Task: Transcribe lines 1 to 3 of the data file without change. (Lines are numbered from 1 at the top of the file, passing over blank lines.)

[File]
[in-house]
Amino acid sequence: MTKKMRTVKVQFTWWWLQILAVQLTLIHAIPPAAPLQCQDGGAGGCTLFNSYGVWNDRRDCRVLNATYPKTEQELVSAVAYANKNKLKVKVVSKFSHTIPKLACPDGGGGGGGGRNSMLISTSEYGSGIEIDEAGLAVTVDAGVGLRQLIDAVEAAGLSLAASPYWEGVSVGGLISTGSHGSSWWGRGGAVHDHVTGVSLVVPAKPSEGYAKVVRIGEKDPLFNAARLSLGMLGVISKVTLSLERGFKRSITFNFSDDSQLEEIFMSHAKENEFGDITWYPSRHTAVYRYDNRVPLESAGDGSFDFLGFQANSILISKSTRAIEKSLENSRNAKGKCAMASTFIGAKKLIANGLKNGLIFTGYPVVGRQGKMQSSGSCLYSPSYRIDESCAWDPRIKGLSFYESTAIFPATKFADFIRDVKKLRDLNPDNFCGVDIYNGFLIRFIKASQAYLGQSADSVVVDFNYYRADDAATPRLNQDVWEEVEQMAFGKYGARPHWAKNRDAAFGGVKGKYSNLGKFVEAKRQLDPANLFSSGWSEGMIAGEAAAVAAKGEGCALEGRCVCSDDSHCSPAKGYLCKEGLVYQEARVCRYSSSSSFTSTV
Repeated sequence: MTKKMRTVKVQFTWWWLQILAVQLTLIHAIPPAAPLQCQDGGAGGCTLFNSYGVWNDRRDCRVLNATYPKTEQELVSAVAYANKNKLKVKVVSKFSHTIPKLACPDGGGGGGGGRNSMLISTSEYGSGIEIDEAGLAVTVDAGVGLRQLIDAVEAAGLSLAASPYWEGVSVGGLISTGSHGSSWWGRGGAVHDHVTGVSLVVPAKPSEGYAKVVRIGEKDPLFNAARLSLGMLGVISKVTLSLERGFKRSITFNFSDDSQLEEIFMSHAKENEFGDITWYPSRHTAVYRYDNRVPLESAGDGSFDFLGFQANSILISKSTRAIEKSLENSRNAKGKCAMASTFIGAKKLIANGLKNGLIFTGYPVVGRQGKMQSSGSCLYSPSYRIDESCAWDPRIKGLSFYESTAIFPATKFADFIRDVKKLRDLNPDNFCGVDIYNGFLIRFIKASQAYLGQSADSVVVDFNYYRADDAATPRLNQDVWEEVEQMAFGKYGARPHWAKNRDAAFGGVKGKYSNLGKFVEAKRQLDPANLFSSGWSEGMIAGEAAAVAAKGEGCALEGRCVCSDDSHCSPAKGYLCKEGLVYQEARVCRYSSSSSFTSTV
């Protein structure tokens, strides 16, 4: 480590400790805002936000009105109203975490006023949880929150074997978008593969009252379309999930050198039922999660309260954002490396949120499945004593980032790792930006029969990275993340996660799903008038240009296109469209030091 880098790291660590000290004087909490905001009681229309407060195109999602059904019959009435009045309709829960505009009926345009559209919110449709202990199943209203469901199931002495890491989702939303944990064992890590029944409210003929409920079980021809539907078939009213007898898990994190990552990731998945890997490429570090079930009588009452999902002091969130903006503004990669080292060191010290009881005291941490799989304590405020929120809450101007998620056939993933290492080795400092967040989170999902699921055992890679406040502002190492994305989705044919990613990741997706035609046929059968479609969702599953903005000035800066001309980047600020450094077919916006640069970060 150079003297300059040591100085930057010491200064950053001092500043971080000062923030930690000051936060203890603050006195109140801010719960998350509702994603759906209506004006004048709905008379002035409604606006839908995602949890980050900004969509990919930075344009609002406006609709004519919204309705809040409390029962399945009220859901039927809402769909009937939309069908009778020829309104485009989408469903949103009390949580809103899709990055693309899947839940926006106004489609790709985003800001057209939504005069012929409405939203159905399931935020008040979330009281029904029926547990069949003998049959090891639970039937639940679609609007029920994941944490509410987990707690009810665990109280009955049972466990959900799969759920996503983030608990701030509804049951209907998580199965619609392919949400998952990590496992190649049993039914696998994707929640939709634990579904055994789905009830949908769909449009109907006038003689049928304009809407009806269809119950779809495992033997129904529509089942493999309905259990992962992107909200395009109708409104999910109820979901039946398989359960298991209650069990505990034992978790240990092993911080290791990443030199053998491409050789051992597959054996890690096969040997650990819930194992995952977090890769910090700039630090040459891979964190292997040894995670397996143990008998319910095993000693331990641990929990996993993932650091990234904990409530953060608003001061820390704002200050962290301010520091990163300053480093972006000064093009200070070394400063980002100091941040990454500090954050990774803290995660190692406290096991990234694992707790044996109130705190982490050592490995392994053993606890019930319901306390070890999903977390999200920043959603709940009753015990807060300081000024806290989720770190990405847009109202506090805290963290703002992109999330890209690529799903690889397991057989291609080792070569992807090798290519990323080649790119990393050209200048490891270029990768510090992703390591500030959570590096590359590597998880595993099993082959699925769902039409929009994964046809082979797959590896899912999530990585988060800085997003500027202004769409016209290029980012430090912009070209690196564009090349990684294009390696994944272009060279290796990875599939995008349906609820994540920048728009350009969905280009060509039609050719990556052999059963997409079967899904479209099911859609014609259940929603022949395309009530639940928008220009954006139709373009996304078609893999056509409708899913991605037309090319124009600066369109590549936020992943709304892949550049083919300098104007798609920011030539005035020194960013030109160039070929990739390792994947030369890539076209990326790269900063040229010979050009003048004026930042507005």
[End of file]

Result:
[in-house]
Amino acid sequence: MTKKMRTVKVQFTWWWLQILAVQLTLIHAIPPAAPLQCQDGGAGGCTLFNSYGVWNDRRDCRVLNATYPKTEQELVSAVAYANKNKLKVKVVSKFSHTIPKLACPDGGGGGGGGRNSMLISTSEYGSGIEIDEAGLAVTVDAGVGLRQLIDAVEAAGLSLAASPYWEGVSVGGLISTGSHGSSWWGRGGAVHDHVTGVSLVVPAKPSEGYAKVVRIGEKDPLFNAARLSLGMLGVISKVTLSLERGFKRSITFNFSDDSQLEEIFMSHAKENEFGDITWYPSRHTAVYRYDNRVPLESAGDGSFDFLGFQANSILISKSTRAIEKSLENSRNAKGKCAMASTFIGAKKLIANGLKNGLIFTGYPVVGRQGKMQSSGSCLYSPSYRIDESCAWDPRIKGLSFYESTAIFPATKFADFIRDVKKLRDLNPDNFCGVDIYNGFLIRFIKASQAYLGQSADSVVVDFNYYRADDAATPRLNQDVWEEVEQMAFGKYGARPHWAKNRDAAFGGVKGKYSNLGKFVEAKRQLDPANLFSSGWSEGMIAGEAAAVAAKGEGCALEGRCVCSDDSHCSPAKGYLCKEGLVYQEARVCRYSSSSSFTSTV
Repeated sequence: MTKKMRTVKVQFTWWWLQILAVQLTLIHAIPPAAPLQCQDGGAGGCTLFNSYGVWNDRRDCRVLNATYPKTEQELVSAVAYANKNKLKVKVVSKFSHTIPKLACPDGGGGGGGGRNSMLISTSEYGSGIEIDEAGLAVTVDAGVGLRQLIDAVEAAGLSLAASPYWEGVSVGGLISTGSHGSSWWGRGGAVHDHVTGVSLVVPAKPSEGYAKVVRIGEKDPLFNAARLSLGMLGVISKVTLSLERGFKRSITFNFSDDSQLEEIFMSHAKENEFGDITWYPSRHTAVYRYDNRVPLESAGDGSFDFLGFQANSILISKSTRAIEKSLENSRNAKGKCAMASTFIGAKKLIANGLKNGLIFTGYPVVGRQGKMQSSGSCLYSPSYRIDESCAWDPRIKGLSFYESTAIFPATKFADFIRDVKKLRDLNPDNFCGVDIYNGFLIRFIKASQAYLGQSADSVVVDFNYYRADDAATPRLNQDVWEEVEQMAFGKYGARPHWAKNRDAAFGGVKGKYSNLGKFVEAKRQLDPANLFSSGWSEGMIAGEAAAVAAKGEGCALEGRCVCSDDSHCSPAKGYLCKEGLVYQEARVCRYSSSSSFTSTV